One of the hardest classes I teach is “Survey of Christian Thought.” It’s hard to teach and hard to master. Ask my students.
I used to say it was twenty centuries of church history covered in 15 weeks. I tried one textbook after another: Walker (graduate level), Shelley (Baptist approach) and CPH’s The Church from Age to Age (again, challenging for the typical undergraduate). With the merger with CUW, the class became an option for non-church work students to complete their “third required religion elective.” Then the class was made a “writing intensive.” Significant class time is now dedicated to instruction in writing so students might be able to master the process of writing a term paper. The class needed to be reconsidered again. That was last year.
Funny thing, just last week, a couple of alumni on Facebook noted how they yet referred to the Walker text on a regular basis, having found it a key resource in their ministry. Go figure. At least some people were blessed by initial instinct regarding the content and character of the course.
With the merger with Mequon and the need to teach writing, the class has refocused on primary sources. After a quick survey of the general sweep of church history (20 centuries now done in two weeks—very broad brush strokes indeed), we dive into Ignatius of Antioch, Athanasius, Augustine, Luther, Walther, and MLK. Students write papers on self-chosen topics like: “Ignatius and the call to martyrdom,” “Athanasius: creation witnesses to God,” and “Luther’s cross-shaped view of vocation.” Many of the papers make for edifying reading for this old professor.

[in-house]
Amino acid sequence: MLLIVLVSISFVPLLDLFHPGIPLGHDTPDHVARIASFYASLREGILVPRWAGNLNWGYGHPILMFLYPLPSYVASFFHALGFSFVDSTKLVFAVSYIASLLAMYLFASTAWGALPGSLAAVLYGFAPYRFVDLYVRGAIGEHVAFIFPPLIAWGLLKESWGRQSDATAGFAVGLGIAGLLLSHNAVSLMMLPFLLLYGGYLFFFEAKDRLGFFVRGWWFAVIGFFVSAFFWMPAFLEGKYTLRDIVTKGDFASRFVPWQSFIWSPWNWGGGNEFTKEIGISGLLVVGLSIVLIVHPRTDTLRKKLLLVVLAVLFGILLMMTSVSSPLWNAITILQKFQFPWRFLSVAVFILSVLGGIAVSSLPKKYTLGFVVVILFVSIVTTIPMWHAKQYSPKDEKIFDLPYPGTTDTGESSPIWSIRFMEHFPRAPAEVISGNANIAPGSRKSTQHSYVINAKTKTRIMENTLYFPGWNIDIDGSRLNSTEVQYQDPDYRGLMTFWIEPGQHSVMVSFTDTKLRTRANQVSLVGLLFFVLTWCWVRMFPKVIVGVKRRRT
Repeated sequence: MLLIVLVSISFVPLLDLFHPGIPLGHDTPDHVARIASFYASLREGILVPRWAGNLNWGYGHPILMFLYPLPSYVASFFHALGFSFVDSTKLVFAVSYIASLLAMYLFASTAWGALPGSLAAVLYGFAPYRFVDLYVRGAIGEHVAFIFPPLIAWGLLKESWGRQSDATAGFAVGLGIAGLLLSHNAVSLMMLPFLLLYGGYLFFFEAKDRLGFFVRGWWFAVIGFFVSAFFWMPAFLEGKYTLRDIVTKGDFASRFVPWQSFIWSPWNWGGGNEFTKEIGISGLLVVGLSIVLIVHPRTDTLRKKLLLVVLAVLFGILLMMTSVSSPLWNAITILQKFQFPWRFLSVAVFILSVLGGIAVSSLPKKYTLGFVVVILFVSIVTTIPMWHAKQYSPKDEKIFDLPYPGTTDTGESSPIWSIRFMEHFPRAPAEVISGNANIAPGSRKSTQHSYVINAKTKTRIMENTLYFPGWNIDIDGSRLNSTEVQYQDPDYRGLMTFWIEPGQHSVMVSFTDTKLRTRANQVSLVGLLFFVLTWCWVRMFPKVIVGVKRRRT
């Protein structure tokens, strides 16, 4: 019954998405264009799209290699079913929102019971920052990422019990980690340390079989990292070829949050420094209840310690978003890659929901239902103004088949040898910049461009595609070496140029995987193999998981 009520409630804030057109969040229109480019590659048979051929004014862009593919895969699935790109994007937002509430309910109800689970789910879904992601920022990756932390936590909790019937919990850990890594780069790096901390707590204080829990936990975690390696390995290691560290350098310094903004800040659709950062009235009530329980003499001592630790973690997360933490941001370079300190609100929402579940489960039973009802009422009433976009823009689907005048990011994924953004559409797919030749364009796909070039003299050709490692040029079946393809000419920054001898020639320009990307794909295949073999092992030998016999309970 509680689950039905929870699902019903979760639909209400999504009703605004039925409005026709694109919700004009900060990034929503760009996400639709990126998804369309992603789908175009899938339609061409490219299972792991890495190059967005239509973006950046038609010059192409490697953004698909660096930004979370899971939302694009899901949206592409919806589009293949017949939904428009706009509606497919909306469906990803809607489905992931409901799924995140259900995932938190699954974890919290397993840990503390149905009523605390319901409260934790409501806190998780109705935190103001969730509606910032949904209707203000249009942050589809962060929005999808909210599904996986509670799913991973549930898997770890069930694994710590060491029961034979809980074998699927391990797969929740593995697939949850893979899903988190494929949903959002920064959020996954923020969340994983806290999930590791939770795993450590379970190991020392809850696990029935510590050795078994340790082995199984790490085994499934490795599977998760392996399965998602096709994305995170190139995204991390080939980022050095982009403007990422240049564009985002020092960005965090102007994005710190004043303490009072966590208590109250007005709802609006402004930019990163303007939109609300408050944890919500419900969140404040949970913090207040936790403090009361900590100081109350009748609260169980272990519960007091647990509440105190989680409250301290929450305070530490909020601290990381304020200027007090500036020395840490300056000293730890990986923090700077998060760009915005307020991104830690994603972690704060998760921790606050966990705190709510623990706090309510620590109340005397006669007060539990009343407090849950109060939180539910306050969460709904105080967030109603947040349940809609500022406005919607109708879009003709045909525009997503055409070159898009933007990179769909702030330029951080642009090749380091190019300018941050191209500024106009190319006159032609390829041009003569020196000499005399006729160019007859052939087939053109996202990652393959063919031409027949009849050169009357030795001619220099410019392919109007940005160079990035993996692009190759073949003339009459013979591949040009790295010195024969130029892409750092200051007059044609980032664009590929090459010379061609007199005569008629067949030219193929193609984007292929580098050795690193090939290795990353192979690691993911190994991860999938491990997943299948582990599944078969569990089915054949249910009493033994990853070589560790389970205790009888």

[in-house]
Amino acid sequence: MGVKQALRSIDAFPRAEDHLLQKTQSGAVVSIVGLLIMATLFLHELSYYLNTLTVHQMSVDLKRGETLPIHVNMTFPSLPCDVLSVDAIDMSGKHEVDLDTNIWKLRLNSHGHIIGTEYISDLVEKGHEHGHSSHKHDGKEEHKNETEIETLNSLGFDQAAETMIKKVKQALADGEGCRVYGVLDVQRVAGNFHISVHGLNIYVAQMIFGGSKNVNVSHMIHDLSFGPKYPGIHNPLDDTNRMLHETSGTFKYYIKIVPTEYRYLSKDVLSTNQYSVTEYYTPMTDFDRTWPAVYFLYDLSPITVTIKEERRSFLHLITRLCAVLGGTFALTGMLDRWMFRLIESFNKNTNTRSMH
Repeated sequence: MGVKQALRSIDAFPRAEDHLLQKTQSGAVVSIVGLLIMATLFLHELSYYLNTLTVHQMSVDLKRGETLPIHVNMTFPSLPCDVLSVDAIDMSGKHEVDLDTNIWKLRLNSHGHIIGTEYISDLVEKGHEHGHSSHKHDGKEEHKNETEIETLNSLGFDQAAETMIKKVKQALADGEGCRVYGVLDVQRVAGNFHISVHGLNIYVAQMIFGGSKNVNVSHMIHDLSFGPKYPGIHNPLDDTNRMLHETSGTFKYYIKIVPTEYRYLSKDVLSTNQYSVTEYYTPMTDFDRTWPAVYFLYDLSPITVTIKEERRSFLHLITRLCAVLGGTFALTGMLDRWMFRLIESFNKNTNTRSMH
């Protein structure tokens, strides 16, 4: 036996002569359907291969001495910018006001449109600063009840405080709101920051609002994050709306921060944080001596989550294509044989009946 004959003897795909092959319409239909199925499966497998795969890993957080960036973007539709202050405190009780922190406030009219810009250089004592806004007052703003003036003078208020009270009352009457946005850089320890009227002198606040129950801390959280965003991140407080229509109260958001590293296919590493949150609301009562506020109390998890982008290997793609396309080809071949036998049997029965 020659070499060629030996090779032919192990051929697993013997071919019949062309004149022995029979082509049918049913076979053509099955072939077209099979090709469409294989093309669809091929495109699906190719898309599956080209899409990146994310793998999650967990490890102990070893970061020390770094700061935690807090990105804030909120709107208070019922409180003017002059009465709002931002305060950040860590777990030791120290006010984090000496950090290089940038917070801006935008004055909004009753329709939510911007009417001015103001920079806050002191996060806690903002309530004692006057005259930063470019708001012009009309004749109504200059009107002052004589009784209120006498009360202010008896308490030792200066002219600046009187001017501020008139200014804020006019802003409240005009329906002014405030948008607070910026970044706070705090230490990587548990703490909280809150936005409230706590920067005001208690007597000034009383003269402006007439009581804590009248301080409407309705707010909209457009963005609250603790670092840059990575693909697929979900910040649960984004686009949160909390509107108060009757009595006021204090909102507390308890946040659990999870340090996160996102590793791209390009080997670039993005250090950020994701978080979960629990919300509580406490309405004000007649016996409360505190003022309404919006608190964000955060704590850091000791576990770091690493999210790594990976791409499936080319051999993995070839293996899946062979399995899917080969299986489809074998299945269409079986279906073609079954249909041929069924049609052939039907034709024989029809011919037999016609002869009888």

Students also write final term papers on any topic they like, giving a class presentation during our final “hour.” (Actually, it’s a two hour marathon with students getting eight minutes to distill and transmit their 10 page paper.) Again, topics are interesting. I particularly like it when a student takes umbrage with something I’ve said in class and goes to the trouble to prove me wrong. When we condemn Pelagius, aren’t we really condemning his student, our only real source for “Pelagianism”? Is it fair to equate the Christian Science of Mary Baker Eddie with Gnosticism or don’t the differences outweigh the apparent similarities? Students also go in creative directions of research I’ve never considered. I particularly liked the one last semester about how the Islamic view of Christianity changed due to the crusades (spoiler: It didn’t change much–they already considered Christians an inferior race of heretics and barbarians.)
The class has morphed quite a bit over the 15 years of my teaching it. Dare I say, I think I’ve finally found something that meets students at their level and gives them some valuable skills in writing and some essential insights into the Christian faith. I miss the full sweep of the details of history, when we could linger for a moment with the monks evangelizing Europe or the Clapham Sect arguing against the English slave trade. But what we’ve got now—a few in-depth studies of some monumental figures with some creative responses to their thought—might stay with them longer and whet their appetites for more. God grant it.
–This article was written by Rev. Charles Schulz, Pre-seminary Director and Assistant Professor of Theology at Concordia University Ann Arbor.
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